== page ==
A Thursday deadline is fast approaching for homeowners associations across South Carolina to have all their rules and regulations recorded in county deed offices, or else those rules become unenforceable.
It's part of a change in state law approved in 2018, aimed at making it easier to look up the hyper-local rules that govern modern subdivisions — rules that cover everything from the appearance of homes to lawn maintenance, parking regulations, and who is allowed to use the community pool.
“Hopefully, the office won’t be inundated," said Charleston County Recorder of Deeds Michael Miller. “We’ve had some traffic with HOAs filing their documents, trying to get in before the 10th."
Homeowners associations are typically created by subdivision developers, with lots of rules aimed at preserving the look of the development while all the houses are being sold. Eventually, the associations are turned over to the homeowners, and residents elect boards of directors to run the quasi-governments going forward.
The associations have lots of power — they can assess fines against residents and put liens against properties whose owners fall behind on their dues.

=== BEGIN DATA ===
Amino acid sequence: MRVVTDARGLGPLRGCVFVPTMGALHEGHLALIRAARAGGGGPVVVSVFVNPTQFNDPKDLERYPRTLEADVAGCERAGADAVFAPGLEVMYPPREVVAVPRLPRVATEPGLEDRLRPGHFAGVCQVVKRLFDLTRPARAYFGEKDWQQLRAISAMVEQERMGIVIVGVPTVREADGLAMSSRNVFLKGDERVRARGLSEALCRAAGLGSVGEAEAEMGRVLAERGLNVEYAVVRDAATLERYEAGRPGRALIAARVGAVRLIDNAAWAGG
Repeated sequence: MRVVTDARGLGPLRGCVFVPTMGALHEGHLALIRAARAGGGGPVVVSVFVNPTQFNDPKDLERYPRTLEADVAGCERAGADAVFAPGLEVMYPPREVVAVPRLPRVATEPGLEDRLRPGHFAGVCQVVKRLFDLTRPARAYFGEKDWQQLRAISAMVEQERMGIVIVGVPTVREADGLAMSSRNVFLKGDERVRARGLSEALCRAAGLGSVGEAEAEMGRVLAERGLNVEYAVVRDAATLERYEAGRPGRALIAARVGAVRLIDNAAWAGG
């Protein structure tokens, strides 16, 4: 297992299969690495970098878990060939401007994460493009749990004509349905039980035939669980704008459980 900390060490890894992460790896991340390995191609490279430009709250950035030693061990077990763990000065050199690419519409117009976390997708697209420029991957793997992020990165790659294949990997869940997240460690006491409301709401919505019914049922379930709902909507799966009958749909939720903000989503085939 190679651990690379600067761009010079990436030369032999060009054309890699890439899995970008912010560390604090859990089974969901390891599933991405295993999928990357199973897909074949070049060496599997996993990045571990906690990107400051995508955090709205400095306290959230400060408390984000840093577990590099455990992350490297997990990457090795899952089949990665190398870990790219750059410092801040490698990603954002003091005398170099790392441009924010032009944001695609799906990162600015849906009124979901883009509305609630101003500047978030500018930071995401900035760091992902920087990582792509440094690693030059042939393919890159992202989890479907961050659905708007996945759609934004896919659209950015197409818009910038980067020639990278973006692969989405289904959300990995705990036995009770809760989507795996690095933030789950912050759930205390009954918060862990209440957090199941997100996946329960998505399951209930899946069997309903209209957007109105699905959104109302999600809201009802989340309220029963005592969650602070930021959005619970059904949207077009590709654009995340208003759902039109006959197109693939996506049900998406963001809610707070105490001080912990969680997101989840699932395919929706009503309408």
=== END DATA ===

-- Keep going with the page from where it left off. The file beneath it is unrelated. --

South Carolina's Homeowners Association Act is supposed to increase transparency. One requirement is that associations give residents 48 hours' notice before taking action to increase an annual budget.
The new law also directs the Department of Consumer Affairs to take complaints about associations and to produce annual reports about those complaints.
Steve Peck runs James Island-based Community Management Group, a First Service Residential company that administers 135 HOAs with 22,500 homes in the Charleston Metro Area. He sees the changes as generally positive.
“My professional opinion of this is that homeowners will benefit from enhanced transparency and availability of information," he said.
Peck said that HOA covenants and restrictions and condominium association master deeds already were recorded with counties, and they are usually available online. The new law requires the recording of any rules and regulations an association wants the authority to enforce.
“There’s a portion of homeowners associations that will be completely caught off guard by this," Peck predicted. "In my opinion, if an association is attentive to these things, then there is no panic on Jan. 10."
Dale Butts, Beaufort County Recorder of Deeds and secretary/treasurer of the South Carolina Association of Clerks of Courts and Registers of Deeds, said his office has been busy recording HOA filings since December.
“Here, at the 11th hour, we are seeing a lot of traffic," he said.
Homeowners' associations have all sorts of rules, some of which cause conflict with residents. If an association misses the Thursday deadline to record its rules with the county, that association could suddenly find its rules unenforceable, at least temporarily.